However, statistics show that homeowners won’t really be benefiting much at all. With subsidies only costing the average UK taxpayer around £10 per year, or just around 0.7% of the average homeowners electricity bill. Essentially, while you will save money on the electricity bill, it won’t be more than £1 per month, and likely closer to around £0,50. Current cuts will only save somewhere between £40 and £120 million, or roughly 50 pence a year for the average homeowner, so in the short term, the proposed cuts have no benefit of any kind. The Solar Trade Institution estimates costs even lower, suggesting that the solar obligation only costs around £3 per annual bill.

Amber Rudd also went on to say “As costs continue to fall it becomes easier for parts of the renewables industry to survive without subsidies.”, but statistically, solar subsidies are one of the cheapest ways for the UK to meet it’s green energy goals.”

But with many solar energy farms and small investors relying on subsidies to continue providing cheaper solar power, the cuts could actually hurt the industry, and badly. Jim Watson suggests that not only will it hurt investor confidence, it will also reduce the ability of solar to be cost competitive.

While, in long-term, the cuts might save the UK around £500 million a year after 2020, it could also slow the development of solar, for the sole reason that smaller developments won’t receive government support, and neither will solar rooftops developments, especially if the proposed cuts to the feed-in tariff are made.

The good news is that these changes are still ‘proposed’ which means that they haven’t gone into effect yet and won’t until 2016, when the  Department of Energy and Climate Change decides on the early cut of the Renewables Obligation Subsidiary. In addition, the cuts won’t apply until 1 April, 2016, which gives new companies some time to receive subsidies, before they are cut. Because the majority of the cuts are aimed at mid-size solar farms, the hardest hit farms will be communally owned farms, as well as small businesses and middle size farms with medium solar panel installations. Subsidiaries won’t affect individual homeowners with solar panels at all, but will affect them in terms of long-term solar energy prices.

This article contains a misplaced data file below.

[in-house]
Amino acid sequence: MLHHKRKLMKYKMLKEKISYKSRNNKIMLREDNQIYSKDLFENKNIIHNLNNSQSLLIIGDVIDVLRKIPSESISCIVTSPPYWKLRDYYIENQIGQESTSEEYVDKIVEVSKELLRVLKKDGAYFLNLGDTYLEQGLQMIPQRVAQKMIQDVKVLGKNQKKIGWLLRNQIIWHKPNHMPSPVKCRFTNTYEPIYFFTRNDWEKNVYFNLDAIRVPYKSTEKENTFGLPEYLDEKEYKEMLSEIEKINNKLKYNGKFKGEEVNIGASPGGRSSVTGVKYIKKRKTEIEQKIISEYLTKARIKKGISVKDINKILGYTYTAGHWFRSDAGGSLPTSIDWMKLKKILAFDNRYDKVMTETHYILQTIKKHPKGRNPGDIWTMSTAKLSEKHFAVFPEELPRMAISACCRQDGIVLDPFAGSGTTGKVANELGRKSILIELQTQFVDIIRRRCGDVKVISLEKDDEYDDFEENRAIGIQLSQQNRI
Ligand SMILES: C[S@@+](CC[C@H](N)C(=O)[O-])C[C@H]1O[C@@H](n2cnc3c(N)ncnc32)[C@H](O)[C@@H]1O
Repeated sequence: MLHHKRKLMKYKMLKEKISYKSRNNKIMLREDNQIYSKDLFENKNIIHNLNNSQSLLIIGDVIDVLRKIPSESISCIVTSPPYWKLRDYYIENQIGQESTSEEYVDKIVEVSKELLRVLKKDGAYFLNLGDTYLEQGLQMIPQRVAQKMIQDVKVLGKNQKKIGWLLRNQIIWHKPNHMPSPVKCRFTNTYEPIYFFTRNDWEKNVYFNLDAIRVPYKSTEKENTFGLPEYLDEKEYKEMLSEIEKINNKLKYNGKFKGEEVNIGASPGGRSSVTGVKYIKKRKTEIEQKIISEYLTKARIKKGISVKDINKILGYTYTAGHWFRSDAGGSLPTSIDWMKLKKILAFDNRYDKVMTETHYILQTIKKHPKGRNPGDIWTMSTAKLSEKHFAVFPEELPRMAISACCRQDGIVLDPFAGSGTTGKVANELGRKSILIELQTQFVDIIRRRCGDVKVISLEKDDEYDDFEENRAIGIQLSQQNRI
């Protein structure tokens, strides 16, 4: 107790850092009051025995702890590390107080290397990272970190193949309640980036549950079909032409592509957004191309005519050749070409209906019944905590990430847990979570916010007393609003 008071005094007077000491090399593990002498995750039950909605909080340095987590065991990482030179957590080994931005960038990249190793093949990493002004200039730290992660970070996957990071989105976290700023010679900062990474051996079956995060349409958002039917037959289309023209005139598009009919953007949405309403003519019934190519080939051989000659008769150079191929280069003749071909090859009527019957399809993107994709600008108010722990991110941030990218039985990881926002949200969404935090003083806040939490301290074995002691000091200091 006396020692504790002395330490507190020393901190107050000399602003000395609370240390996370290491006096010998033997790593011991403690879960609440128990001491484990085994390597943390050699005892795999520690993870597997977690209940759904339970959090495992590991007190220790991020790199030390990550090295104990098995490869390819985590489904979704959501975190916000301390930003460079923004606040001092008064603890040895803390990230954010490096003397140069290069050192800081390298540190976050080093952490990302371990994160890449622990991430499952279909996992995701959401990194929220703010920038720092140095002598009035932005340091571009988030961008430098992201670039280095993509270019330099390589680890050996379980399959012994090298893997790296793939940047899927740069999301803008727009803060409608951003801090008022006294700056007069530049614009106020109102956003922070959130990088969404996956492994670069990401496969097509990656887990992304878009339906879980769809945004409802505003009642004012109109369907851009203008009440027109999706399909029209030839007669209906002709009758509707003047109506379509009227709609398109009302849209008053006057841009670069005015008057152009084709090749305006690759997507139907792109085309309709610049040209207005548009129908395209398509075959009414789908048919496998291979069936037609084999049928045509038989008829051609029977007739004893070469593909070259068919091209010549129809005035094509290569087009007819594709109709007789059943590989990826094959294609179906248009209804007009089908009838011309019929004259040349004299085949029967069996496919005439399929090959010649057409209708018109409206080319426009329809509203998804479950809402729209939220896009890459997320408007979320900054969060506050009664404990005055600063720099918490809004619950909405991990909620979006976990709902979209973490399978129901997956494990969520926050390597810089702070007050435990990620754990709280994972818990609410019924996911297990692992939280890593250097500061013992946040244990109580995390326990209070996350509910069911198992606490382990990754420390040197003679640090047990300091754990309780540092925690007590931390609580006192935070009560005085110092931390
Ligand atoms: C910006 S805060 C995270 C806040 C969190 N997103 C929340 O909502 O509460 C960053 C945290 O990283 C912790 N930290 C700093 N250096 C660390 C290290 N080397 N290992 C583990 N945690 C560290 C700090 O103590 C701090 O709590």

How Subsidies Benefit Homeowners

Subsidy cuts will affect medium size solar farms the most, while barely reducing the yearly bill for taxpayers.

Subsidy cuts will affect medium size solar farms the most, while barely reducing the yearly bill for taxpayers.

Subsidies exist to help keep solar and other renewable energy prices low, which makes it a better investment for companies and electricity providers. However, even with an estimated £1.2 billion in subsidies spent by the UK, solar is still averaging about £80 per megawatt hour, vs. fossil fuels averaging at £50 per megawatt hour. Despite that, one of the reasons for making the subsidy cuts is that solar is now able to support itself with lower cost of materials, therefore allowing homeowners and smaller companies to invest more affordably and charge the same money without losing it. Amber Rudd also went on to say that the cost of materials and solar should continue to drop, even with the cuts. At the same time, subsidy cuts don’t include nuclear power, just renewables like biomass and solar. Despite that, solar farms losing subsidies will reduce investors, which can and likely will raise energy costs.